How to Grow Wild Ginseng


I've told folks, you know, that have been interested in ginsense or that have asked me questions like, well, the first rule of ginseng club is you don't. Talk about ginseng club. It's not illegal, but it works just like the drug industry, I guess. 

It's it's not the part that we want to deprive it from anybody else. It's the part of doing it in a way to where you're not going to destroy it. The global ginseng industry is worth billions of dollars. 

Americans harvest and sell wild ginseng to dealers who export large amounts to Hong Kong, where it's distributed to markets around Asia. But exports from the United States have fallen in recent years due to increased trade regulations and diminishing supply. 

And when supply is down, prices go up. Last year, American wild ginseng exports were worth $27 million, and Appalachian locals continue this lucrative trade. We're going to go dig a little bit of wild ginseng. 

And we're right on the backside of Boone, North Carolina, and where appstate is, so it's pretty cool. Got a couple of them over here. We've got a good three prong right here, another one right here. This is what we really want to be finding is this route right here. 

All right, there we are. The Asian market favors these stress rings, so that's a very neat little route right there, and it's got good quality on it. In traditional Chinese medicine, ginseng roots are prized for their apparent medical benefits, and the global market for them is worth billions. 

Ginseng only grows in certain climates. It used to grow widely in parts of Asia, but was overharvested generations ago. But it also happens to thrive in the mountains of Appal Lacha. Americans have been harvesting and trading the roots with Asia for hundreds of years. 

In 2013, a pound of ginseng was worth nearly one $300, which inspired a lot of small time diggers and dealers to expand their business. Awesome. I'd love to look at it. That was average prices, of course. 

If it's real good, I pay up. It's just like oil or whatever. When it's hot, it's hot, and when it's not, it's not. If China's doing good, ginseng is doing good. When you buy ginseng, you're very cautious. 

So of course you're going to keep a gun in your vehicle. People call the law on you because they think you're doing drugs. Would I shoot anybody over my ginseng? No, I wouldn't. I've had a lot stolen. 

The people that's going around stealing everybody's ginseng are the drug addicts, the thieves, and they're doing it to get a quick fix. That's the ones that I send out the door. When somebody hears you can go out in the woods for a day and get something and it brings anywhere from six hundred dollars to one thousand dollars a pound, that's going to bring a lot of bad publicity to something that's already on the endangered list.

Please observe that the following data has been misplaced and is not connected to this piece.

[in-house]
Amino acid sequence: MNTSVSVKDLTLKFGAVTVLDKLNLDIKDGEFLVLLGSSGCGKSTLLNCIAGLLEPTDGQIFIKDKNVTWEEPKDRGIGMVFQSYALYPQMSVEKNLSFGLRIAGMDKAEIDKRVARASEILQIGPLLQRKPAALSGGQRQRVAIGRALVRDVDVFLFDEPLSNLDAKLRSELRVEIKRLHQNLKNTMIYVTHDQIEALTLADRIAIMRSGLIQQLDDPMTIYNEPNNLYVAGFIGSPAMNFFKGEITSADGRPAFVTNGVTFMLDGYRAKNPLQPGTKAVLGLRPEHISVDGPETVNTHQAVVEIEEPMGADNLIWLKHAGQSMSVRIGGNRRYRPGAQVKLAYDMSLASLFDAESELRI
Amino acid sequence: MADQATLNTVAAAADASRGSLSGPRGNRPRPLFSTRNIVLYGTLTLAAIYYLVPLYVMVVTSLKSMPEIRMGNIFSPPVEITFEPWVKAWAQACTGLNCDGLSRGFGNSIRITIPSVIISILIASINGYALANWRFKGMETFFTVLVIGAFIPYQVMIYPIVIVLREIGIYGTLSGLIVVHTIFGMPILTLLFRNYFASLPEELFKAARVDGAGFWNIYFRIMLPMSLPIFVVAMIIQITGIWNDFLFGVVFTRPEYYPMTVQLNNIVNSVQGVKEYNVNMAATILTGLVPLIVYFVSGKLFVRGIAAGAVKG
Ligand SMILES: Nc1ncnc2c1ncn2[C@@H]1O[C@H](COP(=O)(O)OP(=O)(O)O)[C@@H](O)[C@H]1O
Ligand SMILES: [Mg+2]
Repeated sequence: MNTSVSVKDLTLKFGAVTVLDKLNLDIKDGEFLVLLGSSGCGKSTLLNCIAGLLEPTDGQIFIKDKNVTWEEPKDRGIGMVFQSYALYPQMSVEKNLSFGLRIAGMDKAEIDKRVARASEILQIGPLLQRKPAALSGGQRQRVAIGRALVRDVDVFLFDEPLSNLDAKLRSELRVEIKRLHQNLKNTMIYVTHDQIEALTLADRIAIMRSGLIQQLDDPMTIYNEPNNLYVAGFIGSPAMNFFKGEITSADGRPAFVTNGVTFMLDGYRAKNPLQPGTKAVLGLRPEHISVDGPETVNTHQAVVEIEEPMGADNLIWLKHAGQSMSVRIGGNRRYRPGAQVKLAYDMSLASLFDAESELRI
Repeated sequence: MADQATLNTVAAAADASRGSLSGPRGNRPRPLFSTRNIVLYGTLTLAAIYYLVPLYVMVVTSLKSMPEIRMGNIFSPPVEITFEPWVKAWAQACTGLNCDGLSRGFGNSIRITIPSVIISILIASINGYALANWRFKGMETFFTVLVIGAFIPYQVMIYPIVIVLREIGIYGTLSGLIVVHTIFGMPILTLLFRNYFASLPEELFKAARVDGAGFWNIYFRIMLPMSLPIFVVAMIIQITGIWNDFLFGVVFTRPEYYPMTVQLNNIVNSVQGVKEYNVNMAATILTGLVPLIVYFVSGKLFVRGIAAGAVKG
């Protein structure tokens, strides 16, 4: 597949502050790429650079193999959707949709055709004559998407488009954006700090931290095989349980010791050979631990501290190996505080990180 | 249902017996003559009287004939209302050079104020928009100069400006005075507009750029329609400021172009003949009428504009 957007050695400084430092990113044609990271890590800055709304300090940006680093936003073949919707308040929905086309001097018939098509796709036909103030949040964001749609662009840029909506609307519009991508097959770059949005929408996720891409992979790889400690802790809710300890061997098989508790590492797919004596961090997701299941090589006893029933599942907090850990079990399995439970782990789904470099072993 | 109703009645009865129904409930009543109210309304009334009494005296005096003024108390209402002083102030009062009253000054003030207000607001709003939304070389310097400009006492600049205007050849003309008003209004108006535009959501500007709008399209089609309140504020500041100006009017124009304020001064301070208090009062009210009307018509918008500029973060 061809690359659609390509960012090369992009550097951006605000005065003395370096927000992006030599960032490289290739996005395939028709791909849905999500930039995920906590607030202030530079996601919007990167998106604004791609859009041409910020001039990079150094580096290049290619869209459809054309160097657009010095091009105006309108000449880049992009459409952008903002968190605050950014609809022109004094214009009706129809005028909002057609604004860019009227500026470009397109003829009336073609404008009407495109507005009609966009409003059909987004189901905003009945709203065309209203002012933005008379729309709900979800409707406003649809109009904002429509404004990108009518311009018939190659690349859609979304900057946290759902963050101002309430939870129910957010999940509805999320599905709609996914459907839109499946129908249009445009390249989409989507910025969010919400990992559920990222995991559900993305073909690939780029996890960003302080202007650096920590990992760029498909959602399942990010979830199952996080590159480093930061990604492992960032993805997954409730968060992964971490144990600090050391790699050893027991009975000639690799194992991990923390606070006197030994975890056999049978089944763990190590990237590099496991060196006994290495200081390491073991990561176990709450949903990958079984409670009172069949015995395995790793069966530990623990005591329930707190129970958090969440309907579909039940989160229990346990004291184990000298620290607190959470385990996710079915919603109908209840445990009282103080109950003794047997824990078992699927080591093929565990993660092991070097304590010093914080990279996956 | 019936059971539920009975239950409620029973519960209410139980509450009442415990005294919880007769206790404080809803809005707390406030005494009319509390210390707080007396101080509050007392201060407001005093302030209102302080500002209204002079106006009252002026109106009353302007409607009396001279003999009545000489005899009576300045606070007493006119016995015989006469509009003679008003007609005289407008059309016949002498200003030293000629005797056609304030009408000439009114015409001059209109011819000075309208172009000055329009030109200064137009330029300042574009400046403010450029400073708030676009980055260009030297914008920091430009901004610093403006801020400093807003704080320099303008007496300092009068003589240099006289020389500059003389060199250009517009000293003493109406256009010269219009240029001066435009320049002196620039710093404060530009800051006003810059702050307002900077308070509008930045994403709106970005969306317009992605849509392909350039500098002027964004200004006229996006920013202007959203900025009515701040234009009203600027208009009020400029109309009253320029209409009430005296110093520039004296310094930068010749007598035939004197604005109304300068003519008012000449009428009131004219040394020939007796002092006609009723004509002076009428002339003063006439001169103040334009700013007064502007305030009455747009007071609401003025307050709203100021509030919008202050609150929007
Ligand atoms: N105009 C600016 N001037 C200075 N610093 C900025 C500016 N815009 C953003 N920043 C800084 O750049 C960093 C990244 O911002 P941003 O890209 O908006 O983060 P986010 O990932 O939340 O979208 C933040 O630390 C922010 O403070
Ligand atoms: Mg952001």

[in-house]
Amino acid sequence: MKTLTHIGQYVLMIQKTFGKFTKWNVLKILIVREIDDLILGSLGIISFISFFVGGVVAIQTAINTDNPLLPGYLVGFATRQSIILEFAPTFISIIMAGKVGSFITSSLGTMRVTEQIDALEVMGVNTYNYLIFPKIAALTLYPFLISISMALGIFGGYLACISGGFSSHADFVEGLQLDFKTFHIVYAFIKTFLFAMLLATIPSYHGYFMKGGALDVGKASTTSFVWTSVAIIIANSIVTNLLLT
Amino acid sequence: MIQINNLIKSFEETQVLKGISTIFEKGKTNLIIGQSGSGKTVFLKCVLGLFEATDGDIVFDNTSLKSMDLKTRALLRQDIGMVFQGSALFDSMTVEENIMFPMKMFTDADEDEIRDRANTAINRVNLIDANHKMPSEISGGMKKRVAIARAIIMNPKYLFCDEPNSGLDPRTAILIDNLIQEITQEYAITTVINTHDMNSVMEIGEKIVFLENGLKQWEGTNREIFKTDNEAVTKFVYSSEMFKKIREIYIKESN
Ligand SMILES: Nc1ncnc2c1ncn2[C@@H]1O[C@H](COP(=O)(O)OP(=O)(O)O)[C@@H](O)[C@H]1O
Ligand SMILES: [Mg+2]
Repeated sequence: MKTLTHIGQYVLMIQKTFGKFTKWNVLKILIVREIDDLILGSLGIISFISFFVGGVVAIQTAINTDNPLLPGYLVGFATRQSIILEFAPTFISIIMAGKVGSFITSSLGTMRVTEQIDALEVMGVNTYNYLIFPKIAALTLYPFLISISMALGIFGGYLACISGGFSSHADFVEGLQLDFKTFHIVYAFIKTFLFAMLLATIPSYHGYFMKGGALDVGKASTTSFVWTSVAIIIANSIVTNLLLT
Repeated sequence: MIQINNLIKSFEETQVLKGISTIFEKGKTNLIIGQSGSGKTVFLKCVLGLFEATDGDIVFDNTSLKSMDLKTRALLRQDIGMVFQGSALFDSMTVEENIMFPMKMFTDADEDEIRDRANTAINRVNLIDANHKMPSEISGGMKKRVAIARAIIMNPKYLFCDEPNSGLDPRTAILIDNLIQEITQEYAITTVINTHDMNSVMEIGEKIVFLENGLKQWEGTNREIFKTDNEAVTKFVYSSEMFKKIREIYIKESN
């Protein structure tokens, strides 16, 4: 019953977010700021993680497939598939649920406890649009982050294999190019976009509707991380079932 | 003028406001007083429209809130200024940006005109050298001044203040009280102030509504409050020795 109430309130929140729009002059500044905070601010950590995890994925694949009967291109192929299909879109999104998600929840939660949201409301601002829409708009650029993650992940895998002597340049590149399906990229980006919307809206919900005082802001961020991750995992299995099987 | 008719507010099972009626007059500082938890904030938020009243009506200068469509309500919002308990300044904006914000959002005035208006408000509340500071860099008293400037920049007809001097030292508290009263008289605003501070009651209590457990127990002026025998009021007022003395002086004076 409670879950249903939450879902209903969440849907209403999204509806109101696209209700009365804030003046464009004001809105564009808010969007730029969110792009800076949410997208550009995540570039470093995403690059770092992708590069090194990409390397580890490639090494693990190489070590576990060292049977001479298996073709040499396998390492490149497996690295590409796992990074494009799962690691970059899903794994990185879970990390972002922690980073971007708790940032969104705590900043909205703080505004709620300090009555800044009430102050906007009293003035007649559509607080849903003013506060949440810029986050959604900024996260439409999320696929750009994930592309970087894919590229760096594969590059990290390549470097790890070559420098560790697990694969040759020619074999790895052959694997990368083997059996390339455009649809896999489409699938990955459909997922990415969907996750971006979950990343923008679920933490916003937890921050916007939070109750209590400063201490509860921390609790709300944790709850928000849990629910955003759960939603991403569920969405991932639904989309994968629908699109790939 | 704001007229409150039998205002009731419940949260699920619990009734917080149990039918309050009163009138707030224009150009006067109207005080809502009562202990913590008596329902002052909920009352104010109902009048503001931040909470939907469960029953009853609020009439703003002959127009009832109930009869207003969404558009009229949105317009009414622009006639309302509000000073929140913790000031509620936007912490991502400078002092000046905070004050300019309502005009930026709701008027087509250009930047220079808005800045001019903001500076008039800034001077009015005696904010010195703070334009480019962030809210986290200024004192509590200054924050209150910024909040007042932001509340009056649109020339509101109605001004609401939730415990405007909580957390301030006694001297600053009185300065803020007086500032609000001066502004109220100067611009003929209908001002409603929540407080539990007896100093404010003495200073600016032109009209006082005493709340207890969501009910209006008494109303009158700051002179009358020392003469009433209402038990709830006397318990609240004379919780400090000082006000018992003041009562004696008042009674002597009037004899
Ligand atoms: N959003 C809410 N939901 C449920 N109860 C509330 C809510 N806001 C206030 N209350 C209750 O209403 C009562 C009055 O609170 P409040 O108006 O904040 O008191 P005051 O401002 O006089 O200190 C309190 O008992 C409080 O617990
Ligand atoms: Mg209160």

Ginseng is listed in appendix Two of the Convention on International Trade in Endangered Species of Wild Fauna and Flora, which means that unless his trade is carefully controlled, it's at risk of extinction. 

People like Jim Hamilton are trying to make sure that doesn't happen by teaching locals to plant and harvest their own wild ginseng sustainably. What we have here is sort of ideal ginseng woods. This is a ginseng seedling. 

You take a look at the size of the ginseng seed here. We're teaching how to plant wild simulated ginseng here in Appalachia. Finding ginseng and hunting ginseng is sort of a sacrosanct tradition amongst the folks who have learned how to hunt ginseng from their parents, their grandparents, and on Ford. 

So you have more people that are hunting ginseng, not just your traditional diggers, but you have folks that are harvesting out of season and therefore not giving the plant a chance to reproduce. In general, you can't go out and find huge stands of ginseng. 

Like you could say 100 years ago when I first started hunting ginseng with my father. It was something I was doing because he enjoyed doing it. But once we were fortunate enough to find some of it and we took it to the place where we sold it, I realized how valuable it was. 

The thing with ginseng, I think it's led a lot of people with the misconception of how valuable it is money wise. And if people's only hunting ginseng just for the dollar value of it, those are the people that probably will do more harm to the ginseng over a period of time than the people that really enjoy doing it all. 

This area that's behind me where you see all these little flags was all planted this year. Just can't wait to see it come up. The enjoyment that you get, it's about like growing a garden. You ram. 

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